The opening reception will be on Thursday August 31st from 5:00 – 7:00pm. Museum members are free and non-members are $10. Please RSVP to 860.443.2545 ext. 129.
For upcoming Bandits & Heroes events for the whole family, visit our website at www.lymanallyn.org, and the Museum’s Facebook, Twitter and Instagram pages.
Tours of the exhibition are available for groups. To schedule tours, call Director of Education, Caitlin Healy at 860.443.2545 ext. 110 or e-mail email@example.com.
For more information or to request images, please contact Rebecca Marsie at 860.443.2545, ext. 112 or at firstname.lastname@example.org.
About NEH on the Road
NEH on the Road (NEHOTR) is a fully funded initiative of the National Endowment for the Humanities, designed to create wider national access to the ideas, themes, and stories explored in major grant-funded NEH exhibitions. Mid-America Arts Alliance has provided the curatorial adaptation, design, production, and tour management of the NEHOTR program since 2002. Each exhibition is designed to fit within 2,000 square feet and features abundant artifacts, integrated didactic panels, banners, and other supporting materials that best reflect the content and scholarship of the original large-scale exhibitions. Learn more at www.nehontheroad.org
About the National Endowment for the Humanities
Created in 1965 as an independent federal agency, the National Endowment for the Humanities supports research and learning in history, literature, philosophy, and other areas of the humanities by funding selected, peer-reviewed proposals from around the nation. Additional information about the National Endowment for the Humanities and its grant programs is available at: www.neh.gov.
About Mid-America Arts Alliance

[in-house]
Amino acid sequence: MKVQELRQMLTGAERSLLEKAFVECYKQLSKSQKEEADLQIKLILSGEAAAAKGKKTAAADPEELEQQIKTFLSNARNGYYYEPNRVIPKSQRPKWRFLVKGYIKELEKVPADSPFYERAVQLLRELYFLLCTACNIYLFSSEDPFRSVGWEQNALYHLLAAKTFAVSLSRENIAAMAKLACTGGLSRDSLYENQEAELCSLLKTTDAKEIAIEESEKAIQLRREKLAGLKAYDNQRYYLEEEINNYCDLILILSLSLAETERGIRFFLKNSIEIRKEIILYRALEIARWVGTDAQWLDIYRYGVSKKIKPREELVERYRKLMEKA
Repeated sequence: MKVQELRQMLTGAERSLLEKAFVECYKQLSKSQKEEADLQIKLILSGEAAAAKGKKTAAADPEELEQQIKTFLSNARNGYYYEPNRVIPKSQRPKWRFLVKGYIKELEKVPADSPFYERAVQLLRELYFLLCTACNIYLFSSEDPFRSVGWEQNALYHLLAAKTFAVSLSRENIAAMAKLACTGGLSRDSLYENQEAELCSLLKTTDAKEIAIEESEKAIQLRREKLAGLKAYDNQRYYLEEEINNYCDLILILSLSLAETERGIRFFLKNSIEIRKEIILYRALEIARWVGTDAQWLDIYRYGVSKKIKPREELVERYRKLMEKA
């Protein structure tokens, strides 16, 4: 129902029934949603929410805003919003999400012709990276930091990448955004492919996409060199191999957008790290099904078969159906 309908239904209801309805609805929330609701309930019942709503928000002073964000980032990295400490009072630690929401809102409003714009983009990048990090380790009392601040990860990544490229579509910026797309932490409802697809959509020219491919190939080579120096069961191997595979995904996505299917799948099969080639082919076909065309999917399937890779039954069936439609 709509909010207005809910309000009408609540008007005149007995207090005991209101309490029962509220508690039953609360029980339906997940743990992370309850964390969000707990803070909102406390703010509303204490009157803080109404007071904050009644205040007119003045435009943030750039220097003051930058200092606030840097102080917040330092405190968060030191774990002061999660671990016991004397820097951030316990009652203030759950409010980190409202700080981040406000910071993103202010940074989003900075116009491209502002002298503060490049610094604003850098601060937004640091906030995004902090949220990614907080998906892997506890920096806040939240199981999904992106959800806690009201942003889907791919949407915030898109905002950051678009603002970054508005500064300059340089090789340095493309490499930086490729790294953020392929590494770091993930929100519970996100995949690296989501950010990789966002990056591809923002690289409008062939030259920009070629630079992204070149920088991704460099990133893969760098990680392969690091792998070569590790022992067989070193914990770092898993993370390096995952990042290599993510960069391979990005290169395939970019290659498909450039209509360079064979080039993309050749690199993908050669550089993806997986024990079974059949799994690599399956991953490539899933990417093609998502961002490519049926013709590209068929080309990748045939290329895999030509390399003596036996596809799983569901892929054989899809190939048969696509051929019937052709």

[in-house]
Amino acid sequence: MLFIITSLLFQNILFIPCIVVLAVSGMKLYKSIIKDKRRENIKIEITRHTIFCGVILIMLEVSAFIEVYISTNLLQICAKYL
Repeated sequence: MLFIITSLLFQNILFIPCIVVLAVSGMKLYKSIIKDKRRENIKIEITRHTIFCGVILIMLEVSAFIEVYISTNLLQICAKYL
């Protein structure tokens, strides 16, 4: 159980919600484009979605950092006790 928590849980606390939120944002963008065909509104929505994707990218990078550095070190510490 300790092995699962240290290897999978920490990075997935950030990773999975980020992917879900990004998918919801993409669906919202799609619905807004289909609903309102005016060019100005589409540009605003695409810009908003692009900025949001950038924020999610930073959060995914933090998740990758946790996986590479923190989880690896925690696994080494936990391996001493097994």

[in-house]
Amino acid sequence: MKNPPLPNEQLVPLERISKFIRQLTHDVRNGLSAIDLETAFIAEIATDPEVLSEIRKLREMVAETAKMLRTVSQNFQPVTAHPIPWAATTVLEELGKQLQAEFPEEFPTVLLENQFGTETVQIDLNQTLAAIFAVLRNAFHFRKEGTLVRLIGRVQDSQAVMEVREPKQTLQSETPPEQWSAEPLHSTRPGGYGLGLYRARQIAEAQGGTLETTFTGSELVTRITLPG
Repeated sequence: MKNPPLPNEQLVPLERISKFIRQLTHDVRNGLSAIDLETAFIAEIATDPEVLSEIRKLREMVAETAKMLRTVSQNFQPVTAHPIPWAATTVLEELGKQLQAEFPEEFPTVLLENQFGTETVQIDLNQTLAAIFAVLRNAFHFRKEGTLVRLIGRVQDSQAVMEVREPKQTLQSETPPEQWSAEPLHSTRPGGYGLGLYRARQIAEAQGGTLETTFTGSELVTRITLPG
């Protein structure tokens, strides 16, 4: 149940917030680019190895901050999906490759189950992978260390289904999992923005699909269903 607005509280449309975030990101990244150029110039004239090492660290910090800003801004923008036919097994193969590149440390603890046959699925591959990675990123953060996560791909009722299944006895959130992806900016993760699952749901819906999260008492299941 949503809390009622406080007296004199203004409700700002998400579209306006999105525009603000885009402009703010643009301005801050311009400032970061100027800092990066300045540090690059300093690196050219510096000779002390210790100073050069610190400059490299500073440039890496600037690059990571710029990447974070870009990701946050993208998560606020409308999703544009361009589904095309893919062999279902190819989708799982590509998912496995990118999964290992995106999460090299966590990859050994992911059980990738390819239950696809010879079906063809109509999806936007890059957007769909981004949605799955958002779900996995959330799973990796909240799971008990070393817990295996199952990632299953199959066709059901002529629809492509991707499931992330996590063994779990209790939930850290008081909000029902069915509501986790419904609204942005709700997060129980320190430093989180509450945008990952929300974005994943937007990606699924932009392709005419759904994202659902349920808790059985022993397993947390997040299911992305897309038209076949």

Mid-America Arts Alliance (M-AAA) strengthens and supports artists, cultural organizations, and communities throughout our region and beyond. We achieve this primarily through our national traveling exhibition programs, innovative leadership development, and strategic grant making. We are especially committed to enriching the cultural life of historically underserved communities by providing high quality, meaningful, and accessible arts and culture programs and services. Each year M-AAA’s programs, on average, reach one million people. We believe in more art for more people. Additional information about M-AAA is available at www.maaa.org.
About the Lyman Allyn Art Museum
The Lyman Allyn Art Museum welcomes visitors from New London, southeastern Connecticut and all over the world. Established in 1926 by a gift from Harriet Allyn in memory of her seafaring father, the Museum opened the doors of its beautiful neo-classical building surrounded by 12 acres of green space in 1932. Today it presents a number of changing exhibitions each year and houses a fascinating collection of over 17,000 objects from ancient times to the present; artworks from Africa, Asia, the Americas and Europe, with particularly strong collections of American paintings, decorative arts and Victorian toys and doll houses.
The museum is located at 625 Williams Street, New London, Connecticut, exit 83 off I-95. The museum is open Tuesday through Saturday, 10:00 am – 5:00 pm, Sundays 1:00 – 5:00 pm; closed Mondays and major holidays. For more information call 860.443.2545, ext. 129 or visit us on Facebook or the web at: www.lymanallyn.org.